• I love the way you surrendered to the imperfect perfection of your time to kill, Sara. 🙂
      I want to explore more deeply the way that time seems to “open up” when I let it. I often wonder if I am letting my preoccupation with being busy change my perception of time. Do you think? 😉
      This is a whole other topic, of course, but one that’s closely related to this idea of just being in the moment and accepting the flow of our day for what it is … and being grateful and awed and full of love.
      xo ❤

  3. Boing! As I read this I was at first taken by the specificity and clarity and then…boing! Your point about cultivating the same feeling when we write gave me the clarity I was looking for following my 6-day “Clear-the-Air” road trip. I am humbled to realize this is serious business and to do the work, I must allow myself the luxury of getting lost in it, just as I did in the adventure I aspire to share in my blog. Another inspiring post, Jamie. Thank you!

    • I’m so happy to know that this post may have helped you find clarity. Every little bit helps, right? 😉

      As for being humbled, that’s a good thing. I’m humbled each and every day when I read the work of writers I admire and realize how much effort had to have gone into making that final product. I like to think of it as “daunting” instead of “discouraging.” I do not let the knowledge that writing is hard work keep me from doing it. And I’m doing my best to learn that sometimes the “hard work” is – as you put it – allowing yourself the luxury of getting lost in it.

      Happy writing & happy road tripping!

  4. Thank you Jamie for yet another inspiring blog. I very much look forward to receiving your blogs not only for the content but also for the artful way that you write and use words to express your thoughts. Good luck with your hectic schedule.
    Angélique

    • Thank you so much, Angelique, for the kind words and the well wishes.
      I’m very glad to have you here & smiling to know that this little ramble provided some inspiration.

      Have a great week!

  5. I find even a short walk great for dealing with the feeling of being overwhelmed, be it by my current fiction project or by whatever is keeping me from it! Thanks for a thoughtful blog posting.

    • I agree. It’s amazing how quickly a change of scenery and the chance to reorient ourselves in the moment can shift not only our perspective, but our whole mindset.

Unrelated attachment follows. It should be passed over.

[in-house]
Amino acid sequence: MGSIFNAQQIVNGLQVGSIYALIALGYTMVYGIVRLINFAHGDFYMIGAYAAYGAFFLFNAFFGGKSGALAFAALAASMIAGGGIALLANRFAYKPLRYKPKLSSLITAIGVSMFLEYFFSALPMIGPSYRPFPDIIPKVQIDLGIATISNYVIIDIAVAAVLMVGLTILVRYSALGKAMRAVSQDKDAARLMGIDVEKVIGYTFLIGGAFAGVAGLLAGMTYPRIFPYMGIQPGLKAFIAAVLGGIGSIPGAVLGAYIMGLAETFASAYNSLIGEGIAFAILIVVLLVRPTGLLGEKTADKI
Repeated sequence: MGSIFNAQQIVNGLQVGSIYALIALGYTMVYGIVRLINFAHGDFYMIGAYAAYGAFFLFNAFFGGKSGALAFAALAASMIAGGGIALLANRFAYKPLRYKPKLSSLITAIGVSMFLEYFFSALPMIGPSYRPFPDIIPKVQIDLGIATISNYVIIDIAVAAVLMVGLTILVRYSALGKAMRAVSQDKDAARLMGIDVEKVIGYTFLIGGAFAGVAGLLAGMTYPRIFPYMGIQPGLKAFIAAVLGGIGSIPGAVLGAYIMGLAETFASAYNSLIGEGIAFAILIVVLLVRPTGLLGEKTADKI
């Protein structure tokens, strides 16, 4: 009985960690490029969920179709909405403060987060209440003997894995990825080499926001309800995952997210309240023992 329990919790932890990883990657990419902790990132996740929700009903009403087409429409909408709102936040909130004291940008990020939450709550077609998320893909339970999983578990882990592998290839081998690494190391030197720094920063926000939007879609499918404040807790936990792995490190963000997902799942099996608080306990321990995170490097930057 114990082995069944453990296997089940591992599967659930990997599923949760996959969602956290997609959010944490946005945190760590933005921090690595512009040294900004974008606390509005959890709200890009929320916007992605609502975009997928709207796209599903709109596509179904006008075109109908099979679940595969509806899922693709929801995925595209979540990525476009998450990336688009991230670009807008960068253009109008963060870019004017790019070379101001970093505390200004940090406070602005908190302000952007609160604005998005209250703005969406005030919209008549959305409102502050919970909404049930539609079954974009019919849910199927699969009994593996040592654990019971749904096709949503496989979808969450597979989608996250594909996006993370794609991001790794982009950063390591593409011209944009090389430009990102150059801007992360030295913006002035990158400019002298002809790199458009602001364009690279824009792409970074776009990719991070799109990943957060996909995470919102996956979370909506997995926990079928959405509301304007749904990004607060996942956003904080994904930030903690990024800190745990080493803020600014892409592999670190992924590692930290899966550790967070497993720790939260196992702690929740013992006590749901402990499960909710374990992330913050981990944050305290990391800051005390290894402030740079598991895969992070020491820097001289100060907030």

… I really need to get away from my desk more often! 😉

  6. Reblogged this on Mister Journalism: "Reading, Sharing, Discussing, Learning" and commented:
    “While looking back in time or imagining the future may provide us some inspiration, when we are actually at work, we have to stay in the moment with the story. We cannot, for instance, let ourselves get distracted by thoughts of missed opportunities or work ourselves into a frenzy of self doubt by wondering how our work will be received. I can’t tell you how many times my train of thought has been derailed by involuntary musings about how much a client is going to hate the piece I’m working on. (Reality check – they never hate anything I deliver.)

    No. We can’t let our minds take advantage of us like that. Be in the moment. Stay with the story. Use the words to anchor you to what you’re writing.”

    – Jamie Lee Wallace Hi. I’m Jamie. I am a content writer and branding consultant, columnist, sometime feature writer, prolific blogger, and aspiring fiction writer. I’m a mom, a student of equestrian arts, and a nature lover. I believe in small kindnesses, daily chocolate, and happy endings. Introduce yourself on Facebook, Twitter, Instagram, or Pinterest. I don’t bite … usually.

  7. It seems to be a contradiction doesn’t it? But what you say is so true! Our mind’s can “get in the way.” I have found that just sitting on the back porch, even for fifteen minutes, is amazingly helpful, perhaps now necessary, for me. It gives me that quiet interlude where I do nothing so that later I can do “something.”

    Thank you Jamie for a great post.

    • Hello, Paula. 🙂
      It does seem to be a contradiction. It’s hard, when we’re trying to hard to keep up with everything, to accept that sometimes standing still (and breathing) is what’s required to move us forward. Sounds crazy, but … it works.

      Thanks for coming by. Wish I could join you on your back porch – sounds lovely!

  8. Pingback: Friday Fun – Favorite Thing About Back-to-School | Live to Write – Write to Live

  9. Pingback: Writer’s Weekend Edition – A Crisis of [Writing] Faith | Live to Write – Write to Live